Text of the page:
As the Middle East blazes, what is really worth fighting for? Democracy  is the best defence against the tyranny of what Buddhism calls ‘views’. It requires and fosters humility: the uncomfortable knowledge that people are different and that none of us possesses the whole truth

While British politics takes a holiday, across the Mediterranean in Egypt and Syria, people are fighting and dying for their beliefs. I find no simple response to these events beyond sorrow at the mass of suffering. But the scenes we have witnessed as people battle for the future of their countries has set me reflecting, as both a citizen and a Buddhist, on the value of democracy.

Our politics is often fractious, but practising democracy means engaging with radically different opinions. I grew up in a strongly socialist family living in deeply Tory suburbia in the era of tribal politics. At election time the Labour poster in our house was a red punctuation mark in the line of blue stretching down the street. Then, I felt estranged from our neighbours. I now think that supporting one political party and being a democrat should actually mean believing in the value of your opponents. However strongly we hold our beliefs, democracy forces us to debate with people with whom we disagree, and perhaps listen to them as well.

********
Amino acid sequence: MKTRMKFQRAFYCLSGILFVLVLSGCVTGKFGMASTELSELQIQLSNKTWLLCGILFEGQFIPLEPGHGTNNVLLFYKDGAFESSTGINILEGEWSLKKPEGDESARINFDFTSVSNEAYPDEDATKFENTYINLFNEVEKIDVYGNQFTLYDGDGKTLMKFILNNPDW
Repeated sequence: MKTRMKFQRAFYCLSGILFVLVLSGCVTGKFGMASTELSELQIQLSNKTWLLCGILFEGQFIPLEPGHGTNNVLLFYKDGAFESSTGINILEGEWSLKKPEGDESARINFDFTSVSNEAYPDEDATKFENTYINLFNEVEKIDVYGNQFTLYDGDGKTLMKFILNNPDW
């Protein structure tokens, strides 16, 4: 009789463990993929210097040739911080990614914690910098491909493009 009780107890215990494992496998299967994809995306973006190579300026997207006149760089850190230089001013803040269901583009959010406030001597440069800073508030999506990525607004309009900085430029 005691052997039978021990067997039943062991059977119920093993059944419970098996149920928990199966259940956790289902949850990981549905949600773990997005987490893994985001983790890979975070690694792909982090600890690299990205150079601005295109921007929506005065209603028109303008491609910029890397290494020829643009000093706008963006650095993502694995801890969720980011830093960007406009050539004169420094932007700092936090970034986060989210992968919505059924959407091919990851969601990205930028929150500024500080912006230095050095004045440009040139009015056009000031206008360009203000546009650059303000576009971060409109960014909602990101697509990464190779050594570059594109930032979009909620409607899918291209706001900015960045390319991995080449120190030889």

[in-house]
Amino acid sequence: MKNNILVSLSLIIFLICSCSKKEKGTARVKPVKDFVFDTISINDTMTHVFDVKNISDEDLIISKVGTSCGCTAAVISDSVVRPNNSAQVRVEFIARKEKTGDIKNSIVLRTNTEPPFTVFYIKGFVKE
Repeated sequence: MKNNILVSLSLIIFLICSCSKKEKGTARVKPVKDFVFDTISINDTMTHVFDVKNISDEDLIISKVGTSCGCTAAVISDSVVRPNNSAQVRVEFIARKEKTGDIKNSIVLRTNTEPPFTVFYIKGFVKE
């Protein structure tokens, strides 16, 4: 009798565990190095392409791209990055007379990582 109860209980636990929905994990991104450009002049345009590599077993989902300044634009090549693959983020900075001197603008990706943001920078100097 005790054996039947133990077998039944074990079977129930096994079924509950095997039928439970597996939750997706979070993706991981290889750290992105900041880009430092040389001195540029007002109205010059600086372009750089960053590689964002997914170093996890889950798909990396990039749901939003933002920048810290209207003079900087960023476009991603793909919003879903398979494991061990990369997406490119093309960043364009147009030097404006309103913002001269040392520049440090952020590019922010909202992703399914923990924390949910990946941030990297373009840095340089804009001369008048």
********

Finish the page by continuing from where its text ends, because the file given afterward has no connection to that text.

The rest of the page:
Potentially, democracy both requires and fosters humility. It brings the uncomfortable knowledge that people are different and that none of us possesses the whole truth. From a Buddhist perspective this brings us closer to reality. As the philosopher Karl Popper remarked, ‘Our knowledge can only be finite, while our ignorance must necessarily be infinite.’

Being ignorant, none of us fully understands the world, nor can we control it. Buddhism suggests that we conceal our ignorance by adopting views and ideologies and then seeing the world through their prism. These views meet our emotional needs and serve our self-interest while dressing them up as something much grander. That distances us from reality and Buddhism teaches that this inevitably brings suffering.

It may seem ironic that I am offering a religious perspective on how we form ideologies and use them to oppress others when religion has been used to do just that. Indeed, this has happened within Buddhism itself, as we see in Burma right now. Any belief system can become a badge of identity and an end in itself that overrides what the beliefs actually proclaim.

Religions function best when they offer a distinctive voice within a culture and remain in dialogue with others. The dialogue that stops beliefs becoming ideologies is the essence of democracy, and perhaps the one cause in which we can wholeheartedly believe.